As a way of explaining to politicians like Sue Lowden that barter really doesn't work that well in modern society for ordinary exchange of goods and services (and that most people a) don't have a lot of chickens to spend and b) don't want a lot of chickens in payment), I think crates of live chickens, ducks, geese, turkeys, emus, ostriches, peafowl, guineas, etc. arriving at campaign headquarters (or, better yet, the candidate's home) instead of good green US money just might get the point across.
In some rural areas, some doctors can afford to accept barter for some medical care. But beyond the occasional chicken or haunch of venison or hay bale (or even several hay bales)--the sorts of items Lowden quotes a Nevada doctor as having received--the realities of barter in extended exchanges lands on the doctor's head. How much is a chicken worth? How many medical procedures are worth just one chicken...and how many chickens can a doctor take care of (for later consumption?) Hay bales are fine if you have livestock that eats hay, the hay is the right quality, and you have a place to store as much hay as whatever you did was worth. But you can't trade chickens or venison or hay bales for electricity, gasoline, medical supplies. You can't pay your employees in them. You can't pay taxes with them (the IRS is quite happy to tax the items you receive in trade, but they won't take the items--only money. So if you receive 100 bales of hay worth $10/bale, you'll pay taxes on another $1000 of income--with money. If everyone's giving you chickens and beef and vegetables and hay...what money are you going to pay taxes with?)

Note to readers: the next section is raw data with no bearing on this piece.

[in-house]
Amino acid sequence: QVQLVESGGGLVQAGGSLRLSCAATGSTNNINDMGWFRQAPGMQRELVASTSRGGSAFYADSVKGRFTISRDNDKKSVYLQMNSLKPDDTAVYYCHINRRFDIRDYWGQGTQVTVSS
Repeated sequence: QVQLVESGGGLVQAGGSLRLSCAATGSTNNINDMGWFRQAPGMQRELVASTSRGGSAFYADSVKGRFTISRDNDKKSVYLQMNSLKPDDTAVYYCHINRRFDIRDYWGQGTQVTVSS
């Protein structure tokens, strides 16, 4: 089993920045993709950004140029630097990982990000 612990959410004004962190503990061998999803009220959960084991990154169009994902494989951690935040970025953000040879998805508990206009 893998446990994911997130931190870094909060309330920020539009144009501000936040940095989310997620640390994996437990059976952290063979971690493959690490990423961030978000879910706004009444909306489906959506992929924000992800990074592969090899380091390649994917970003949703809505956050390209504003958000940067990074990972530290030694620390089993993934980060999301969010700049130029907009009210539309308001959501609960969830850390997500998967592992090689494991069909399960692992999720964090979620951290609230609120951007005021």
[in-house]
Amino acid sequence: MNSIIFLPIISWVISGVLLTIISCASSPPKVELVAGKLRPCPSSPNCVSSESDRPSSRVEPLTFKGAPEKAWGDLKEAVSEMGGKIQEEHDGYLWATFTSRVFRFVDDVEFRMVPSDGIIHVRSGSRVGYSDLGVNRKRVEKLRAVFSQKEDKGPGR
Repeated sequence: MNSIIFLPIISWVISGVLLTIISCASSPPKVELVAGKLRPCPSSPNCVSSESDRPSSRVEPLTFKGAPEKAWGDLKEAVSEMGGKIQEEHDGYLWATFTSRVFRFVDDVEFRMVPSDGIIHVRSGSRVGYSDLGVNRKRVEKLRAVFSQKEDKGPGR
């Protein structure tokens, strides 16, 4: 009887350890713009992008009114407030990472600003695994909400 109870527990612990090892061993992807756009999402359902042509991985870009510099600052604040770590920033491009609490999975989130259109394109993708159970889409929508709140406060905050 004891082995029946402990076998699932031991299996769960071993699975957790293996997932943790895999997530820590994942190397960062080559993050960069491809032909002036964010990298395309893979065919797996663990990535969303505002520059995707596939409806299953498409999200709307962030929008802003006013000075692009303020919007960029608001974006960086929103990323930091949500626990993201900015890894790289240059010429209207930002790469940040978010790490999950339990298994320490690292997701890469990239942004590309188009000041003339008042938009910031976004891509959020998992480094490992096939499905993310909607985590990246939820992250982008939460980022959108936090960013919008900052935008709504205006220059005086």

Barter works when the recipient needs the item or items--that much, at that time. Otherwise it imposes a cost on the recipient, who must store the stuff and then try to resell it for actual money. If the items are live, they have to be confined, fed, cared for. If you kill the poultry, you then have to store the carcasses for later consumption (freezers use electricity, which costs money. And you can't sell them, unless you're a licensed, inspected meat packer...and becoming that means a huge investment in equipment and licensing. Whereas, if you get money, it can sit in the bank until you need it.
However, since Ms. Lowden is not able to see beyond the golden haze of nostalgia, I think she needs some personal experience with a lot of chickens used instead of money.